The Swiss Times - Swiss News in English

Tracing Nazi gold through Switzerland

  • By Paige Baschuk
  • 4 July 2022

When a mysterious shipment of $200 million in Russian gold showed up in Switzerland this spring – months after the country announced it would impose tough sanctions on Russia for invading Ukraine – Swiss gold refineries were quick to play the “not it” game. The public has had a hard time believing their innocence, because something about it feels familiar.

Tracing Nazi gold through Switzerland

There is a mystery surrounding three tons of gold which arrived from Russia in May.

More than seventy years after World War II, Switzerland is still known as the country that stored Nazi gold when almost no one else would touch it. Although Swiss officials at the time say everything was done in the name of neutrality, their actions have not aged well.

Which begs the question: how will Switzerland’s response to the Ukrainian war be written in future history books?

Tracing Nazi gold through Switzerland

A German-Swiss border during World War II.

Neutrality at its worst: World War II

Often referred to as the “darkest time” in Switzerland by local historians, World War II tested Switzerland’s neutrality in ways that World War I did not. While Switzerland’s neutrality during WWI transformed the country into a haven for pacifist groups and artists, Switzerland’s neutrality during WWII was all about money, thanks to the changes in the Swiss banking industry during the interwar period.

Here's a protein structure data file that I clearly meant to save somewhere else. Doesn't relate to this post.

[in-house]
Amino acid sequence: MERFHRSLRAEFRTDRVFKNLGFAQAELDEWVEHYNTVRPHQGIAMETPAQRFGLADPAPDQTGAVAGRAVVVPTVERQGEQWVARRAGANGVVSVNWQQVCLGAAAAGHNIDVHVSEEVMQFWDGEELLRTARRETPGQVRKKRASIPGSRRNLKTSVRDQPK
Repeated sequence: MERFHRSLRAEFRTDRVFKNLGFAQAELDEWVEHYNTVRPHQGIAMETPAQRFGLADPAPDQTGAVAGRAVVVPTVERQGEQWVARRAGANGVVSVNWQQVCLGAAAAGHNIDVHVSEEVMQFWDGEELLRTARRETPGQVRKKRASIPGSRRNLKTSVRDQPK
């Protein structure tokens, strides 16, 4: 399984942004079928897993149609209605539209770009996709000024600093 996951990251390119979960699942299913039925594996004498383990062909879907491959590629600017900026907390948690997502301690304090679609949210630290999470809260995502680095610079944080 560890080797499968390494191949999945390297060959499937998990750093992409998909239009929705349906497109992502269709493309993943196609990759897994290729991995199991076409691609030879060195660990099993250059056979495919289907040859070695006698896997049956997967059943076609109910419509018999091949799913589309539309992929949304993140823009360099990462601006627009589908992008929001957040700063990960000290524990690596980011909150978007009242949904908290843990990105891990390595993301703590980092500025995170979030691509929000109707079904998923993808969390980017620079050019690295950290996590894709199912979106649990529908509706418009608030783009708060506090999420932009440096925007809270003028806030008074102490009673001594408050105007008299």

In 1934, the Swiss Banking Act was passed which allowed for the creation of anonymous numbered bank accounts. While this allowed Jews to hide their assets from being seized under the newly established Third Reich in Germany, it also allowed Nazis to create bank accounts.

Amid Ukrainian war, Switzerland is pushed to define neutrality

Sanctions in the WWII era

When war finally did break out in 1939, the Allied Powers were quick to enact sanctions on Nazi Germany – much like how the western world has responded to Russia in 2022. Except, Switzerland did not participate then, claiming neutrality prevented them from doing so.

The tough Allied sanctions were effective. It blockaded Germany from importing supplies like food and rendered the German Reichsmark practically worthless. The chokehold on Adolf Hitler would have been effective if it had not been for Russia and Switzerland.

In February 1940, Russia agreed to supply Germany with wheat, oil, cotton, soy beans and other badly needed materials. In return, Germany supplied Russia with military tanks, aircraft, locomotives, generators and turbines. By the end of March, Germany was in such desperate need of the food order from Russia that Hitler paused his Blitzkrieg to prioritize Russian shipments of cereal.